I do not like “anti-imperialists” who turn around and try to block imports (and business and investment with respect to) poor countries . . . causing untold suffering on billions of poor people. The biggest cause of anti-Americanism (or anti-Western sentiment) in Asia by far is American (and international more broadly) protectionism. Nothing lights the fire of the rest of the world as much.

BTW, I respect HB. He is a genuine well intentioned socialist. HB, are you a market socialist (i.e. a pro-deregulation, pro-free market socialist who believes in high government spending to help the poor?) I respect these types of socialists the most. Socialists should be about facilitating everyone in the world getting richer through their own efforts and sacrifice. However, socialists should focus on facilitating poor people working their way out of poverty first. It is not about holding rich people down, but pushing poor people up. Market socialist want rich people to get richer because they know that rich people getting richer benefits most poor people. 1+1=3. When someone succeeds and advances global knowledge and efficiency . . . they collect only part of the wealth they create. Most of the net additional income they generate accrues to others. Economists refer to this as a “public good.”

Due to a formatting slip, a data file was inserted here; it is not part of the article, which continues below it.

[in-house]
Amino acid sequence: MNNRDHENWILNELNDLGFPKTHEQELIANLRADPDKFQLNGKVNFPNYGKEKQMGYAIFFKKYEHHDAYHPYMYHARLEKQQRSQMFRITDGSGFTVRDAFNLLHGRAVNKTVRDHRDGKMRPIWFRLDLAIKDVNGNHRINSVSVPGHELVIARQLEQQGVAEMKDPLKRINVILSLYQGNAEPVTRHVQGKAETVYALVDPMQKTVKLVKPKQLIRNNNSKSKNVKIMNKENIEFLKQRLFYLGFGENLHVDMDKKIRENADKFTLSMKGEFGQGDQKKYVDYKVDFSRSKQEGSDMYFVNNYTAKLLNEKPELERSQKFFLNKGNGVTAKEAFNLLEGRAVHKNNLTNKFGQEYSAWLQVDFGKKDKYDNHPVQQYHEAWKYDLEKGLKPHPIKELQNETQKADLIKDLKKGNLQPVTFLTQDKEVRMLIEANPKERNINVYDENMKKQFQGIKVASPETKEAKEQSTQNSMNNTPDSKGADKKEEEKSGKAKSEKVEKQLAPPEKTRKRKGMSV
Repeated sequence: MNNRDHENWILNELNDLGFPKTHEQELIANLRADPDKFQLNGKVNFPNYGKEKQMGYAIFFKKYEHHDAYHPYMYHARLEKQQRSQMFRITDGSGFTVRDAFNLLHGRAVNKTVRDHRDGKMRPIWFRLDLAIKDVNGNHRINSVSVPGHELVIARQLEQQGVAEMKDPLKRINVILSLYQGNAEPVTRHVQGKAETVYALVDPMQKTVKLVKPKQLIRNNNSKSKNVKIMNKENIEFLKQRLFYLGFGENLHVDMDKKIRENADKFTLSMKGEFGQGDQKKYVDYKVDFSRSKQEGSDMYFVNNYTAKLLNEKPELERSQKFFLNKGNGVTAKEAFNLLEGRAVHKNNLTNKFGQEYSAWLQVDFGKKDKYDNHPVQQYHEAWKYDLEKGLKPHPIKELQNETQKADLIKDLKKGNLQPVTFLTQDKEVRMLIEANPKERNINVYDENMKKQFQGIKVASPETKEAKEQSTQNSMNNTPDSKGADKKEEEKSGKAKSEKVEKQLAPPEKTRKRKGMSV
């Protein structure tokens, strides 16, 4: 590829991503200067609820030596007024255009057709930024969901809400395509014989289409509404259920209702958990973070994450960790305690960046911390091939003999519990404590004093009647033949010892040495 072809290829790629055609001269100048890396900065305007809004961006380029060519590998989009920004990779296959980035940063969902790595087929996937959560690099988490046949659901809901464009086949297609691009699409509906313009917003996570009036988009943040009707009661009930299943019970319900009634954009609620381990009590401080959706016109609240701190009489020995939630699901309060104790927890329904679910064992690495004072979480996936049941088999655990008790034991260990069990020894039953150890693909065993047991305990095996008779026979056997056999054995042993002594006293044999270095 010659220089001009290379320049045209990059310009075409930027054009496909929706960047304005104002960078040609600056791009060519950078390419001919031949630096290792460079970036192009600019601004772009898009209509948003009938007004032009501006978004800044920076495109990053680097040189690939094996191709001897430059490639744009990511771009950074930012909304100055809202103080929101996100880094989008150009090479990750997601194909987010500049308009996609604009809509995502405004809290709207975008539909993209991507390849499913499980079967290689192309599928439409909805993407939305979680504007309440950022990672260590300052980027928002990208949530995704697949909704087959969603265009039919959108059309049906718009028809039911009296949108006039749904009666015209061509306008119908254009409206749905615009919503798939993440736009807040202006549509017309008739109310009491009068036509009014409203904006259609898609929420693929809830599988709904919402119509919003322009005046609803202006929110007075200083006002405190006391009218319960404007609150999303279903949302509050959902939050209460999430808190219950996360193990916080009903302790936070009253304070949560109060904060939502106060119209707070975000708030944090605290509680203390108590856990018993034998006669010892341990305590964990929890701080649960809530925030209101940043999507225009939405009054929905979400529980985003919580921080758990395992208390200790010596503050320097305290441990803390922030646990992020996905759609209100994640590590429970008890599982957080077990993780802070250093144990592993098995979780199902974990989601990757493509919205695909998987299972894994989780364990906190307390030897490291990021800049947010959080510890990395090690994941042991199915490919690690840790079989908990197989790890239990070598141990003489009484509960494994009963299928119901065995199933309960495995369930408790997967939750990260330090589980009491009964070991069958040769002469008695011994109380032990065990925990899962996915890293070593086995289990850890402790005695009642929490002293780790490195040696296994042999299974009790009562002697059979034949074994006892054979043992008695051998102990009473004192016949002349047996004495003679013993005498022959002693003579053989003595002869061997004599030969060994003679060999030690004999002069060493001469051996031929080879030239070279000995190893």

Note, that I am not a fan of Reagan either. I think that Blair and Clinton were much more free market, pro deregulation, smaller government than the big government protectionist Reagan. I also think that the government should encourage technological innovation by educating workers for the knowledge jobs of tomorrow. I don’t think Reagan did a very good job at education either.

Was “Margaret Thatcher” nasty? I think that she was far less competent, free market, pro-globalization, conservative (and far less effective in controlling government spending) than Tony Blair. Tony Blair was a better PM.

Un-restrained freedoms of the market destroys masses of people's lives far less than incompetent crazed elected officials and bureaucrats mucking around trying to interfere to “help” everybody. God save us from their “help.”

HB you are a good guy, so I don’t mind agreeably disagreeing with you on this.